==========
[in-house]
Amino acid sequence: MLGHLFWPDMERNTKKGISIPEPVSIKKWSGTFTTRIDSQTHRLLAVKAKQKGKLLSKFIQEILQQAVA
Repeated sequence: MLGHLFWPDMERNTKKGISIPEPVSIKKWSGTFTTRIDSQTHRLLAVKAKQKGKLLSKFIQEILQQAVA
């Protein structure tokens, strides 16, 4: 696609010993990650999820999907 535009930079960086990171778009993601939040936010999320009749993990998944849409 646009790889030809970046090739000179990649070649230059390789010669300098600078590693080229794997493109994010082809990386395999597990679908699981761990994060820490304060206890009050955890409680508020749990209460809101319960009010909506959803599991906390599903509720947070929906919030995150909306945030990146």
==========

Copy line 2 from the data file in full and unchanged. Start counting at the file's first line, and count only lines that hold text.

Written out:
Amino acid sequence: MLGHLFWPDMERNTKKGISIPEPVSIKKWSGTFTTRIDSQTHRLLAVKAKQKGKLLSKFIQEILQQAVA